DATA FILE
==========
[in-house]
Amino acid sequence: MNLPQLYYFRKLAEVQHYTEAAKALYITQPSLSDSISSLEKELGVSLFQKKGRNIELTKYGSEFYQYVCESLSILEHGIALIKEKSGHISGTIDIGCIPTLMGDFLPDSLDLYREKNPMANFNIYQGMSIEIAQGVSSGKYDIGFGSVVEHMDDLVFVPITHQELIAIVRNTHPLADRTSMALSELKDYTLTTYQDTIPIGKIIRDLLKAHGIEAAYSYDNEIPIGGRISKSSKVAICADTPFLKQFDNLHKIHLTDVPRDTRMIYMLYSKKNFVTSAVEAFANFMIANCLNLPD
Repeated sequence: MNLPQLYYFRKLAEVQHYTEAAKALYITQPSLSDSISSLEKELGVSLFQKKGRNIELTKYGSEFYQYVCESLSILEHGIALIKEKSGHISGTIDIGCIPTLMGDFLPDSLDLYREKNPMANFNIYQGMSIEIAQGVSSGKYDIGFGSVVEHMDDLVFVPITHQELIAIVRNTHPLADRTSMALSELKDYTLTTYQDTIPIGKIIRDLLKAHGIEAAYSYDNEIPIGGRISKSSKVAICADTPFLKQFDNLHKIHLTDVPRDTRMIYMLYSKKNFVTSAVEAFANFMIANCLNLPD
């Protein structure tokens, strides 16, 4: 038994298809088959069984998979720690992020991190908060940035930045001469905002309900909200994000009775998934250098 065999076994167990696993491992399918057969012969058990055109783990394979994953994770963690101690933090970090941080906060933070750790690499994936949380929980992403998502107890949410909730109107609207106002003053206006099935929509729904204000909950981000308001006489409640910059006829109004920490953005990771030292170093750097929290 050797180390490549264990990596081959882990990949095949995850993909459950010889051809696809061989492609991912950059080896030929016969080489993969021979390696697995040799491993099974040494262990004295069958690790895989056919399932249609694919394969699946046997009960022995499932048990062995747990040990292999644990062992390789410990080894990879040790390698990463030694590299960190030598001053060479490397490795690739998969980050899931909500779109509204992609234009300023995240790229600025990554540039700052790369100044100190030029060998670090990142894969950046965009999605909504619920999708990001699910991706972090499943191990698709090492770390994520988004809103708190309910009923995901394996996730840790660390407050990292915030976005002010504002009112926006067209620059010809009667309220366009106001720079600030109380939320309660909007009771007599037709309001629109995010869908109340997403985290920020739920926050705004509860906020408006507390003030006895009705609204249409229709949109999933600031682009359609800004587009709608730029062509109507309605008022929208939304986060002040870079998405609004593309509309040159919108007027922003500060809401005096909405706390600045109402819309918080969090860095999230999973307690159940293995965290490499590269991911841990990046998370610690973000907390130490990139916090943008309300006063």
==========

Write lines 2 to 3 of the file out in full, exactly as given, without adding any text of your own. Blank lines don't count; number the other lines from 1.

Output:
Amino acid sequence: MNLPQLYYFRKLAEVQHYTEAAKALYITQPSLSDSISSLEKELGVSLFQKKGRNIELTKYGSEFYQYVCESLSILEHGIALIKEKSGHISGTIDIGCIPTLMGDFLPDSLDLYREKNPMANFNIYQGMSIEIAQGVSSGKYDIGFGSVVEHMDDLVFVPITHQELIAIVRNTHPLADRTSMALSELKDYTLTTYQDTIPIGKIIRDLLKAHGIEAAYSYDNEIPIGGRISKSSKVAICADTPFLKQFDNLHKIHLTDVPRDTRMIYMLYSKKNFVTSAVEAFANFMIANCLNLPD
Repeated sequence: MNLPQLYYFRKLAEVQHYTEAAKALYITQPSLSDSISSLEKELGVSLFQKKGRNIELTKYGSEFYQYVCESLSILEHGIALIKEKSGHISGTIDIGCIPTLMGDFLPDSLDLYREKNPMANFNIYQGMSIEIAQGVSSGKYDIGFGSVVEHMDDLVFVPITHQELIAIVRNTHPLADRTSMALSELKDYTLTTYQDTIPIGKIIRDLLKAHGIEAAYSYDNEIPIGGRISKSSKVAICADTPFLKQFDNLHKIHLTDVPRDTRMIYMLYSKKNFVTSAVEAFANFMIANCLNLPD